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  • Writer's picturecharmaine

Hardwolds 80 (2019) Race Review

I had been thinking about running the Wolds Way for a while but purely for self-indulgence, to fast-pack it over a few days. I'd seen the BBC Wolds Way episodes with Paul Rose and fancied the prospect of taking in the sights. Beautiful green valleys, meadows of poppies, sculptures and a Medieval village. This laissez-faire intention was then quickly replaced when I remembered there was Hardwolds and that it fitted very neatly into my race diary. However, November was not really the time to see the Wolds at it's best, especially as I'd spend more than half of the route in the dark.

By the time of the race, much of the country had experienced biblical rain and floods. I had been fretting for several weeks about shoe choice as I didn't have a toothy set of trainers that I could tolerate over such a distance. A fairly last-minute purchase of Salomon Speed Cross 5 in a wide fit was my choice however they had a very high heel drop and were bulky and heavy, something I was not used to. As a back-up, some Inov-8 RocLites found their way into the car.

Paul and I settled ourselves at our B&B in Hessle, just a short walk from the start. As is typical for me, I didn't sleep at all that night and come race morning I was exhausted. It was still dark as we walked to the rugby club to register and Paul could see my nervousness as I quietly waited for the next hour to tick by before we could get underway. I'd been away from the Hardmoors scene for a while now and only saw a few familiar faces, John, Shirley and Ady.

Start of Wolds Way at Hessle - pic was taken during October Recce

Following the race briefing we set-off along the estuary path, passing the Humber Bridge, into the rain for many hours of mud and gloomy skies.

I quickly tried to settle myself and not get towed along by the others. I was in a small group until about Brantingham where it was just myself and Fumiaki, who was eventual 2nd. At Brantingham, I fiddled with my sock and took my right shoe off. I could feel something irritating me and I thought my sock might have slipped from all of the water. I couldn't see anything wrong so tugged at my sock and laced my shoe. The two of us continued and Fumiaki relying on me for navigation. He was clearly enjoying himself and seemed to have never-ending amounts of energy. He kept making me smile through his enthusiasm and love for the day.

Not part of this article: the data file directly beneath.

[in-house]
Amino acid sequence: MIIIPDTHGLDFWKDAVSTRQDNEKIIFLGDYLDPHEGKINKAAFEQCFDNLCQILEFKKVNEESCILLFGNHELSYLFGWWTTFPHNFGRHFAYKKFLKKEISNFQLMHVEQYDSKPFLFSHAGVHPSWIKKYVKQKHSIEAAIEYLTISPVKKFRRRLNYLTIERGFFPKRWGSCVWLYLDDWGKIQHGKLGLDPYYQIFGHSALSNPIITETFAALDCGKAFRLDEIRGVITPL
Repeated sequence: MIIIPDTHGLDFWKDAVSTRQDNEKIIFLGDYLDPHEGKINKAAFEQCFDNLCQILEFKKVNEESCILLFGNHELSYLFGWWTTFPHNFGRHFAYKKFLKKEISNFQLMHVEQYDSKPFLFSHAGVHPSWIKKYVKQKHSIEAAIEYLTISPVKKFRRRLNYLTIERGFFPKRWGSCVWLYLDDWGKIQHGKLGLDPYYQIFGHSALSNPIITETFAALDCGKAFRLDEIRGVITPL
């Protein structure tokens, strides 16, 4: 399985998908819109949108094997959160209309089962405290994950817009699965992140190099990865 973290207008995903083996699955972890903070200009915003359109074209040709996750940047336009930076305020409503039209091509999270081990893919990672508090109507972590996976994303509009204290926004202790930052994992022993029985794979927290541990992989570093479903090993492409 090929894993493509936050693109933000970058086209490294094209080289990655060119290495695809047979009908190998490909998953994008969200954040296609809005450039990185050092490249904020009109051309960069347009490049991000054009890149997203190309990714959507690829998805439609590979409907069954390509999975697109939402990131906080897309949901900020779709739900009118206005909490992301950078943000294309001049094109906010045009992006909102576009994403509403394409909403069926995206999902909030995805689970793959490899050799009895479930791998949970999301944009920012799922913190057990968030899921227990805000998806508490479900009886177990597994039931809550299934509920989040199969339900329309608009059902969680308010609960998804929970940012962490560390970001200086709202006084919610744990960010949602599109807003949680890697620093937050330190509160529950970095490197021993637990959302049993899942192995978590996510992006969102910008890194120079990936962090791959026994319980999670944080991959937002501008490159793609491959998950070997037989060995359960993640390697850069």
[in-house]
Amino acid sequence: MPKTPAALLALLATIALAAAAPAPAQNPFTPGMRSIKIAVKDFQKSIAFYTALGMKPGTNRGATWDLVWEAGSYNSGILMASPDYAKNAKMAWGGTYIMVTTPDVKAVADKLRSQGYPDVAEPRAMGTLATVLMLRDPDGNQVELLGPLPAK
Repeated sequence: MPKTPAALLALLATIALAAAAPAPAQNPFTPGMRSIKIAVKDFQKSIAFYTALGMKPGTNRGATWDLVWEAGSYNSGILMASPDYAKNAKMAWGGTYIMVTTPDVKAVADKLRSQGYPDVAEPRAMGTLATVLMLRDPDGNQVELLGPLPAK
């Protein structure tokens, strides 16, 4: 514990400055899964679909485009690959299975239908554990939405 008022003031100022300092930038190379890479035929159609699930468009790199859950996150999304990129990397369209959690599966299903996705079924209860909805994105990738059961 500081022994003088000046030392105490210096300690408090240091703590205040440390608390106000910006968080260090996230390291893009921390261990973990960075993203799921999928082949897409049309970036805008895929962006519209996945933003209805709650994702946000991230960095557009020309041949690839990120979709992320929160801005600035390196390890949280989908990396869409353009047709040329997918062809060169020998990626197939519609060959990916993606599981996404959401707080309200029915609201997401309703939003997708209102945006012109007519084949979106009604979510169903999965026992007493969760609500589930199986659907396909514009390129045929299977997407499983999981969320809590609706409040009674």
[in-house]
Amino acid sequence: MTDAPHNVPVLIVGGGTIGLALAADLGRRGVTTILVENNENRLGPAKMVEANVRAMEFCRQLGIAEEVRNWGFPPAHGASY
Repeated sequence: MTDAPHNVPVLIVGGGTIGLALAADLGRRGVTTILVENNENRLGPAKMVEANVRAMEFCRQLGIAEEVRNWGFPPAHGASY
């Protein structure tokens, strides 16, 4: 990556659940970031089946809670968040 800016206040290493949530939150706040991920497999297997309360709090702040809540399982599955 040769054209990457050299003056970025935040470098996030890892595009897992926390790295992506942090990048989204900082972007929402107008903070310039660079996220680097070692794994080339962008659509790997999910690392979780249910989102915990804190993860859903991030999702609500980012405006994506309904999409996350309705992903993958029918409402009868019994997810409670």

Credit: Sports Sunday

As we neared Newbold, I saw Sports Sunday camera team hunkered down sheltering from the wind and rain. Not much picture wise from me as I battled on with my head down pushing through the blustery wind. When we hit the lane Fumiaki then sped off as the navigation to the CP was straight forward and I was slowing due to my IT Bands getting really tight. I was disappointed by this development. Another 60 miles of this was going to be hellish, assuming my IT Bands didn't completely blow-up ending my race prematurely. I figured the bulkiness and sodden weight of my trainers coupled with me slithering around in the mud had taken its toll. I haven't had IT Bands issues in many years so couldn't believe this was happening. Not only did I have a hot spot on my right foot but I now felt I was working 50% harder than usual, fighting against the IT Bands.

When I reached Arras Wold I met Paul and was glad I could be reunited with my spare trainers. It wasn't the trainers I actually wanted but the insoles. By now I had figured out that the insoles were slipping from the wet conditions and were crumpled under my toes. The other insoles were thick and I thought they would be a lifesaver only to my dismay they weren't inside my spare trainers. Paul offered to drive home to get them and to bring them to our next meeting point at Fridaythorpe. I refused to put him through all that and anyway if my feet were going to get bad they would be really bad by then and it would be too late. In all honesty, I thought the IT Band issue might finish my race before then anyway.

I pressed on by myself to Millingham only once seeing another competitor near Partridge Hall. Just by this farm is a horrible muddy gloopy field. We both held hands pulling each other out of the thick mud. I continued alone and reached Millingham and my tiny drop bag. Millingham is an important mental marker for me. It means you're over a third of the way along the Wolds but it was also where I stayed overnight during the recce I did in October. I quickly retrieved the contents of my drop bag and fast-walked out of the CP eating as I ascended the next hill. A little further near Frendal Dale the eventual race winner Juhana caught up with me, looking completely fresh. I commented on his trainers as they had very little grip. He grinned and said they were fine. I was surprised, I had huge lugs on my trainers and I was still slithering around trying not to do the splits. He needed my help in a couple of places with directions but once on the correct path, he disappeared off into the distance.